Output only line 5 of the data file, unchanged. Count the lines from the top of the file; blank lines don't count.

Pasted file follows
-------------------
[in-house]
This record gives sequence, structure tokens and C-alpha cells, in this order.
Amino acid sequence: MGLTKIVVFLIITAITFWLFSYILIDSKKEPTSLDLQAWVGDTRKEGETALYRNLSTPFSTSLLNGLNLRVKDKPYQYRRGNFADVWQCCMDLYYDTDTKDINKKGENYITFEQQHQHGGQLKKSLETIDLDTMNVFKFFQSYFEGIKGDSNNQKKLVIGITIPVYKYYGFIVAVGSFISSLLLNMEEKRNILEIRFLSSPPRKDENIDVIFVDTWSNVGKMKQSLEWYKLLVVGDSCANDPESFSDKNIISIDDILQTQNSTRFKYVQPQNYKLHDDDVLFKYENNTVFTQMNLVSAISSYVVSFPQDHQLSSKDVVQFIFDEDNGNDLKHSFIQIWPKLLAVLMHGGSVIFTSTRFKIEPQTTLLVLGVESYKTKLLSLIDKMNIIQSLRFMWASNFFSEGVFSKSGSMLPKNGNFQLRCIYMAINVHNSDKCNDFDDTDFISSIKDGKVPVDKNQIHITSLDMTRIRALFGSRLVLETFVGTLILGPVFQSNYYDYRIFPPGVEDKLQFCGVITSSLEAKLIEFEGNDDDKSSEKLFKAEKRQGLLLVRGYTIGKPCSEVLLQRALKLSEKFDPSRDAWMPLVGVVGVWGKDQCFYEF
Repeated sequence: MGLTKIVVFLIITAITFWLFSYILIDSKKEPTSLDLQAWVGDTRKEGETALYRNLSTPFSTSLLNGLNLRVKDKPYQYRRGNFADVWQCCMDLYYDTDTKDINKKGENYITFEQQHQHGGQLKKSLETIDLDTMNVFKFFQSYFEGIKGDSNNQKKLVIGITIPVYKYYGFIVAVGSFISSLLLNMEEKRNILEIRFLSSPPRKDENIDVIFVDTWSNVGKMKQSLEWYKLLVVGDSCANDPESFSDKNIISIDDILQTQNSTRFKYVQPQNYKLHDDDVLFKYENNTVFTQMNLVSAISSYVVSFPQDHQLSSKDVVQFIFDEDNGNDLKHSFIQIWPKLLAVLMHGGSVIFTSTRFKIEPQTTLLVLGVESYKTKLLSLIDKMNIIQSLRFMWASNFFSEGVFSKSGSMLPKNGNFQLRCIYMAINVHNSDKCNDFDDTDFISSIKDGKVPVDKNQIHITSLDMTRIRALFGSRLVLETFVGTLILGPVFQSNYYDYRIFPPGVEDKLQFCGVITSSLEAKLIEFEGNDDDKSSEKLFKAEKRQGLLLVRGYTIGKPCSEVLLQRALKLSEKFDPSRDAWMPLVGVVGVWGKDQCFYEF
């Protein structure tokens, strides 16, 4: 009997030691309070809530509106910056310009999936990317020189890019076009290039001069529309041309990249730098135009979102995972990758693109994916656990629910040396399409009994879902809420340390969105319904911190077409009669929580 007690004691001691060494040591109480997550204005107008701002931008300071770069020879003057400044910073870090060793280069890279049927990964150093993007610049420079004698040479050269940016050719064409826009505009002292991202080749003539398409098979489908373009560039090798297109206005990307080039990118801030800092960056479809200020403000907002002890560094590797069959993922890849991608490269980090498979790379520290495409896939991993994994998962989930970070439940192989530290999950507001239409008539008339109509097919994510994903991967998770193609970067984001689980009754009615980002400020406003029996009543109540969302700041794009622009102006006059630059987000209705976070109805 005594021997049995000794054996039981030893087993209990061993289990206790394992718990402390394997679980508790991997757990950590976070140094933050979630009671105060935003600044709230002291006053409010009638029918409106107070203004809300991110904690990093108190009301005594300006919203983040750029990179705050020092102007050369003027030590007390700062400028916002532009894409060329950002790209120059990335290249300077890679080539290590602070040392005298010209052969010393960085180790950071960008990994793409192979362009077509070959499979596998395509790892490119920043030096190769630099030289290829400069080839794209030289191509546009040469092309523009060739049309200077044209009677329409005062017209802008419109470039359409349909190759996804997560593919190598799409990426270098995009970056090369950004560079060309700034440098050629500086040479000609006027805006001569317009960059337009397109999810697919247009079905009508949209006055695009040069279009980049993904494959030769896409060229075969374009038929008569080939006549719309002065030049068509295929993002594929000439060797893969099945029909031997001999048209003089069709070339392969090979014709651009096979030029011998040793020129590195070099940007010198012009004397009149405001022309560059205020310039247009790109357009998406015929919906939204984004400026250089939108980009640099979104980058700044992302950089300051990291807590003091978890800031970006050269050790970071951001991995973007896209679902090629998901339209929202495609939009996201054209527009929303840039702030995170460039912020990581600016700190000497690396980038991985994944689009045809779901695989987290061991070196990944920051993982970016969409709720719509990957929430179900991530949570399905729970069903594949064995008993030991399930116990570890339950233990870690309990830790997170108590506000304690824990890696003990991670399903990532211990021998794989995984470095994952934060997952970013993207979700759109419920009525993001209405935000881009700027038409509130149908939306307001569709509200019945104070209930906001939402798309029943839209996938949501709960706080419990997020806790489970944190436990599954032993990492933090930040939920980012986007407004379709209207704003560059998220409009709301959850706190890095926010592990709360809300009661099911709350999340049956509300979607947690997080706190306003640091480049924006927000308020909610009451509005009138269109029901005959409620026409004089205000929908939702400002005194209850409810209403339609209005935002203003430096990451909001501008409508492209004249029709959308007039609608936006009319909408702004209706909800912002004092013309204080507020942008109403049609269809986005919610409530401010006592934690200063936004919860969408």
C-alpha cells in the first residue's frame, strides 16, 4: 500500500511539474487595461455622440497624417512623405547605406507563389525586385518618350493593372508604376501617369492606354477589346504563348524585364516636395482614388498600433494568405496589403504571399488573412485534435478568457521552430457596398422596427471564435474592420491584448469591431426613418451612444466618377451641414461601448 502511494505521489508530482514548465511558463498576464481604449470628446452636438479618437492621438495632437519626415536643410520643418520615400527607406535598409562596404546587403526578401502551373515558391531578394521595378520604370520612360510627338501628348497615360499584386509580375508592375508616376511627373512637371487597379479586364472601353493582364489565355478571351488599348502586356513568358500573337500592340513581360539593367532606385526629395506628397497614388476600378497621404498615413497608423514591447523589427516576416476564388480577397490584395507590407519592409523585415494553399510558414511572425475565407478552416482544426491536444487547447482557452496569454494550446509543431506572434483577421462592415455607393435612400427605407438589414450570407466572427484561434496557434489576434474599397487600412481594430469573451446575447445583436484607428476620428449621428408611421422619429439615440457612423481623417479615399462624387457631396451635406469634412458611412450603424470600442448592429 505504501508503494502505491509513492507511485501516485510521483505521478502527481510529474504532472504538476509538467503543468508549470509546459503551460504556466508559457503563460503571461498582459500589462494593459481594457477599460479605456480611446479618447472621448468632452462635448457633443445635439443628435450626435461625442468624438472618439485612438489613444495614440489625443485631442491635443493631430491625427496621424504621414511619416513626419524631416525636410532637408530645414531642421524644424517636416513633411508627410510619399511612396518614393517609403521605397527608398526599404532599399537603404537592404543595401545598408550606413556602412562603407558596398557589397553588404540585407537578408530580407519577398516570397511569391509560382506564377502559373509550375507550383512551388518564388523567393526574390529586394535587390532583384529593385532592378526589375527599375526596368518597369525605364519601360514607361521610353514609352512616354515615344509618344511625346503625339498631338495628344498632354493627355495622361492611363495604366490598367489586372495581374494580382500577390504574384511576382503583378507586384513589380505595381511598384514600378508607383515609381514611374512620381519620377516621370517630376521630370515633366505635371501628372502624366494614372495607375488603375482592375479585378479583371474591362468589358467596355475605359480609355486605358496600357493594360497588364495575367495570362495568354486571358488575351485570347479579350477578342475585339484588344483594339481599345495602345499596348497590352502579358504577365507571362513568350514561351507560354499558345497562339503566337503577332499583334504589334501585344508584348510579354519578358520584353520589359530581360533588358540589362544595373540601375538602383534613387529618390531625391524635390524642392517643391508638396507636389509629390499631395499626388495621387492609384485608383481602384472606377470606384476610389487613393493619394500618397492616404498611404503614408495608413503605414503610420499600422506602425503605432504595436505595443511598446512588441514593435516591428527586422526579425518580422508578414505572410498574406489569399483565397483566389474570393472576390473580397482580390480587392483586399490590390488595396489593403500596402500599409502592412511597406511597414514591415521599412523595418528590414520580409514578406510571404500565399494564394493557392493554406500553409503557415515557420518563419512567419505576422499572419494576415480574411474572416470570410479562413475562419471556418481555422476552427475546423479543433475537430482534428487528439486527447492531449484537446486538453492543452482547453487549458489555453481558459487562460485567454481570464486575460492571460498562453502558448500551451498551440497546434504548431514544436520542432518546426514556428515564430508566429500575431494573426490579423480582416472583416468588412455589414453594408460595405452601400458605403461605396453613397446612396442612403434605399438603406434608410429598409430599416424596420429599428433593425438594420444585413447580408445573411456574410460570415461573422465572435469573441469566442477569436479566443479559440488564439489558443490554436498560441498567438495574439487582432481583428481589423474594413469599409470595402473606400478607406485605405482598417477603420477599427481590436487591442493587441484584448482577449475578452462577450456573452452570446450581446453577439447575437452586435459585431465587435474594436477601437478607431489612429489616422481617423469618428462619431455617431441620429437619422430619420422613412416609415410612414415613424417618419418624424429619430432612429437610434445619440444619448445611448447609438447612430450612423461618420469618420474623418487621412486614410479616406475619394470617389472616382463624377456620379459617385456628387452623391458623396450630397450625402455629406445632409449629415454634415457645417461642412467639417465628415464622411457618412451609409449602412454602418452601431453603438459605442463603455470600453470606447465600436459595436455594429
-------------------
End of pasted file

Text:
């Protein structure tokens, strides 16, 4: 009997030691309070809530509106910056310009999936990317020189890019076009290039001069529309041309990249730098135009979102995972990758693109994916656990629910040396399409009994879902809420340390969105319904911190077409009669929580 007690004691001691060494040591109480997550204005107008701002931008300071770069020879003057400044910073870090060793280069890279049927990964150093993007610049420079004698040479050269940016050719064409826009505009002292991202080749003539398409098979489908373009560039090798297109206005990307080039990118801030800092960056479809200020403000907002002890560094590797069959993922890849991608490269980090498979790379520290495409896939991993994994998962989930970070439940192989530290999950507001239409008539008339109509097919994510994903991967998770193609970067984001689980009754009615980002400020406003029996009543109540969302700041794009622009102006006059630059987000209705976070109805 005594021997049995000794054996039981030893087993209990061993289990206790394992718990402390394997679980508790991997757990950590976070140094933050979630009671105060935003600044709230002291006053409010009638029918409106107070203004809300991110904690990093108190009301005594300006919203983040750029990179705050020092102007050369003027030590007390700062400028916002532009894409060329950002790209120059990335290249300077890679080539290590602070040392005298010209052969010393960085180790950071960008990994793409192979362009077509070959499979596998395509790892490119920043030096190769630099030289290829400069080839794209030289191509546009040469092309523009060739049309200077044209009677329409005062017209802008419109470039359409349909190759996804997560593919190598799409990426270098995009970056090369950004560079060309700034440098050629500086040479000609006027805006001569317009960059337009397109999810697919247009079905009508949209006055695009040069279009980049993904494959030769896409060229075969374009038929008569080939006549719309002065030049068509295929993002594929000439060797893969099945029909031997001999048209003089069709070339392969090979014709651009096979030029011998040793020129590195070099940007010198012009004397009149405001022309560059205020310039247009790109357009998406015929919906939204984004400026250089939108980009640099979104980058700044992302950089300051990291807590003091978890800031970006050269050790970071951001991995973007896209679902090629998901339209929202495609939009996201054209527009929303840039702030995170460039912020990581600016700190000497690396980038991985994944689009045809779901695989987290061991070196990944920051993982970016969409709720719509990957929430179900991530949570399905729970069903594949064995008993030991399930116990570890339950233990870690309990830790997170108590506000304690824990890696003990991670399903990532211990021998794989995984470095994952934060997952970013993207979700759109419920009525993001209405935000881009700027038409509130149908939306307001569709509200019945104070209930906001939402798309029943839209996938949501709960706080419990997020806790489970944190436990599954032993990492933090930040939920980012986007407004379709209207704003560059998220409009709301959850706190890095926010592990709360809300009661099911709350999340049956509300979607947690997080706190306003640091480049924006927000308020909610009451509005009138269109029901005959409620026409004089205000929908939702400002005194209850409810209403339609209005935002203003430096990451909001501008409508492209004249029709959308007039609608936006009319909408702004209706909800912002004092013309204080507020942008109403049609269809986005919610409530401010006592934690200063936004919860969408």